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We don’t have the sorts of wild kingdom experiences in Seattle, that they have in Alaska, but we do see nature taking its course, from time to time, right out on our city streets.

This morning, while walking the dog, I heard a gawdawful noise coming from around the corner. Naturally, the dog and I had to investigate.


We found two crows playing tug-of-war with a dead rat.

One crow had a tight grip on the rat’s tail, the other crow had its ear. Together, when they flew, the rat was outstretched between the two crows, it almost looked like they were trying to carry the rat across the street.

One of the crows dropped it’s end when I approached, leaving the other crow with the end of the tail in it’s beak. The rat squirmed helplessly as it lay there on the ground. Cautiously, the crows danced around, like prize fighters, with a peck, and a jump, they took turns worrying the rat. Unable to run away, unable to fight, the rat wasn’t dead, but it was clearly destined for bird food.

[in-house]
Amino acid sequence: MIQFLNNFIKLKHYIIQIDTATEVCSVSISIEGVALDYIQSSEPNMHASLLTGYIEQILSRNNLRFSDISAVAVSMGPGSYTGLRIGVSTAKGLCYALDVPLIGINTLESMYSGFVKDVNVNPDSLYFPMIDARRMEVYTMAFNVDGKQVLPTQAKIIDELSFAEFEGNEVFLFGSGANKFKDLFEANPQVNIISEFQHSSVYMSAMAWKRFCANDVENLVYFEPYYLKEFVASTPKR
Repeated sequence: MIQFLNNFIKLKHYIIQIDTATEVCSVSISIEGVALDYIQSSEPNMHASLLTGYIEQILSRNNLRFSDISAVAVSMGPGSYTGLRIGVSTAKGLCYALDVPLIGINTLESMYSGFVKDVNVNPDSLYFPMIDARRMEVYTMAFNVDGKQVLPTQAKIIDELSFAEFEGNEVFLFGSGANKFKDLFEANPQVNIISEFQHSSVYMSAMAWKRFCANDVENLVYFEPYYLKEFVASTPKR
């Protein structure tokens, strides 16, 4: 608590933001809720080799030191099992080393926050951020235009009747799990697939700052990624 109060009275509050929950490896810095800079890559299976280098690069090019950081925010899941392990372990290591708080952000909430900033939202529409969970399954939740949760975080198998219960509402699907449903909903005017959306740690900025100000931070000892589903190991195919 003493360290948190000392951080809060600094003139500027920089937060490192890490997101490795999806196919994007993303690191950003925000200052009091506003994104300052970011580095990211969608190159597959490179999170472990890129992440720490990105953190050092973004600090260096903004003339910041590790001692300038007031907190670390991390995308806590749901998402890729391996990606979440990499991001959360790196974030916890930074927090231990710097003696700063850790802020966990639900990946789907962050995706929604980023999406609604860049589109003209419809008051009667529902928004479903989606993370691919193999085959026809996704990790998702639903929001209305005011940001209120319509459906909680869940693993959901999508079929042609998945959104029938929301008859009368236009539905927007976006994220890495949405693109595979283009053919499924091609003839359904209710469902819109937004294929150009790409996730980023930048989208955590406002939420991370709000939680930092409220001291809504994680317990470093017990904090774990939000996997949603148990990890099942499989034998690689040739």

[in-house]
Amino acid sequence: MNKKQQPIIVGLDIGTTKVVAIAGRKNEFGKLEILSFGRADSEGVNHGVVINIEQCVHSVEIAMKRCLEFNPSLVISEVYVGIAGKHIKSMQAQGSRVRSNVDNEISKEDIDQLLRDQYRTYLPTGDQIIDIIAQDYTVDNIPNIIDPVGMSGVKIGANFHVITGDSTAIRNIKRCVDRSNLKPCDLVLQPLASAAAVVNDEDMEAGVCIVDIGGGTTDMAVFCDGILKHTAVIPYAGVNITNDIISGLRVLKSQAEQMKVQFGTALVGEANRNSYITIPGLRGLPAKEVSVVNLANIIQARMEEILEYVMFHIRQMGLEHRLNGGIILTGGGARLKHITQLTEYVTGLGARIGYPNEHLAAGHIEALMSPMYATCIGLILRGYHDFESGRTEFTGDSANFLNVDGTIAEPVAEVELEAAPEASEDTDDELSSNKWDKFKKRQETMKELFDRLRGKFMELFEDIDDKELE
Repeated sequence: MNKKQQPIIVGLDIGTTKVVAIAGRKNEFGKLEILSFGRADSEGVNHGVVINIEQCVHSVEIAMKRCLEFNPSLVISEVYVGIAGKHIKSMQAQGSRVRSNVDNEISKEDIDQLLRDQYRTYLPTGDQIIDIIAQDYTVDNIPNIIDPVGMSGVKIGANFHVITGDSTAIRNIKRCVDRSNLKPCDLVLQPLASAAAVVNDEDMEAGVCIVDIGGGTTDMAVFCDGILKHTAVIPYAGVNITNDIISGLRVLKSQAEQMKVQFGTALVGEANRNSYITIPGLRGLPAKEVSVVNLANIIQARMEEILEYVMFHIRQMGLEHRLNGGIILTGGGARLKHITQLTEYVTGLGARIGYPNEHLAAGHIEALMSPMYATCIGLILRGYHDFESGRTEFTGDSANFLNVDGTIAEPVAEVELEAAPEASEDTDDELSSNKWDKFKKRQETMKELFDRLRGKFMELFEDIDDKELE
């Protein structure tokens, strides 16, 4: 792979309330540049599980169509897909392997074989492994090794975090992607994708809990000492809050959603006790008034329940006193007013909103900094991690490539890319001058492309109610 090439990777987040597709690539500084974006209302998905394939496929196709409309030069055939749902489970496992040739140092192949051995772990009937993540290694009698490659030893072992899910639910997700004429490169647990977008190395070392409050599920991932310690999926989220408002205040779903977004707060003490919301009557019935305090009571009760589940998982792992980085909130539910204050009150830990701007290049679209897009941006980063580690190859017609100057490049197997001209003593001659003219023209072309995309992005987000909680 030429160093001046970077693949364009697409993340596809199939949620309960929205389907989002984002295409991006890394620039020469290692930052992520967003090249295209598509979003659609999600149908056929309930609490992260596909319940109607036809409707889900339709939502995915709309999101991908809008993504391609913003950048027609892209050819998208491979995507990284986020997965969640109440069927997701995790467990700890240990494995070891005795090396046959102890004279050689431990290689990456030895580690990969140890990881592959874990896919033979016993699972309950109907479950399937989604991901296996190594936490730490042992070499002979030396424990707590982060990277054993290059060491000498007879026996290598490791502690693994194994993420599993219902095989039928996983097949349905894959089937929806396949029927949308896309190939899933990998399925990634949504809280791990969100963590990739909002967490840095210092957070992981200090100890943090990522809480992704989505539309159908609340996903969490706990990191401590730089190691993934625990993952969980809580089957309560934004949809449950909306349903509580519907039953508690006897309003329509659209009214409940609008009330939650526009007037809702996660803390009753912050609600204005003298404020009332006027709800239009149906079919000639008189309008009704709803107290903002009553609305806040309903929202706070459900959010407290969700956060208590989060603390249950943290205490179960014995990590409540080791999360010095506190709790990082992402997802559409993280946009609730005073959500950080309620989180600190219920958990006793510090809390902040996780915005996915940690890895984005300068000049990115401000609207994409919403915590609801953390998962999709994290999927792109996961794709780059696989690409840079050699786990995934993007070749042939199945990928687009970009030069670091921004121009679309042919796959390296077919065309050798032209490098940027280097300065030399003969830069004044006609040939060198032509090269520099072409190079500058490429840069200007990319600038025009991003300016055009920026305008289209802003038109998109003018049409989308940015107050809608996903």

I went home, inspired by the bear story, and musing about the possibility of video coverage.

Life interfered with the video plan, but I still rode by on my way to work, to catch the end of the story. The rat lay on the grass, on other side of the street now. Its was head twisted back, its guts were spilling out the abdomen. This time, the rat was definitely dead. A crow sat on the grass close by, warily eyeing me as I stopped my bicycle.

I warily eyed the crow.

And I wondered, were the crows really fighting over the rat, like I thought when I first saw them?

Or, were the crows working as a team and intentionally carrying the rat into the street where it would be killed by a passing car?

Read GrrlScientist’s wonderful article about ravens (a close relative of the crow) and you’ll wonder, too.

Comments

  1. #1 Rugosa
    May 11, 2007

    I once saw a pair of crows working a mockingbird nest. While one crow distracted the parents, the other approached from the opposite side of the nest and flew off with lunch. I suspect teamwork.

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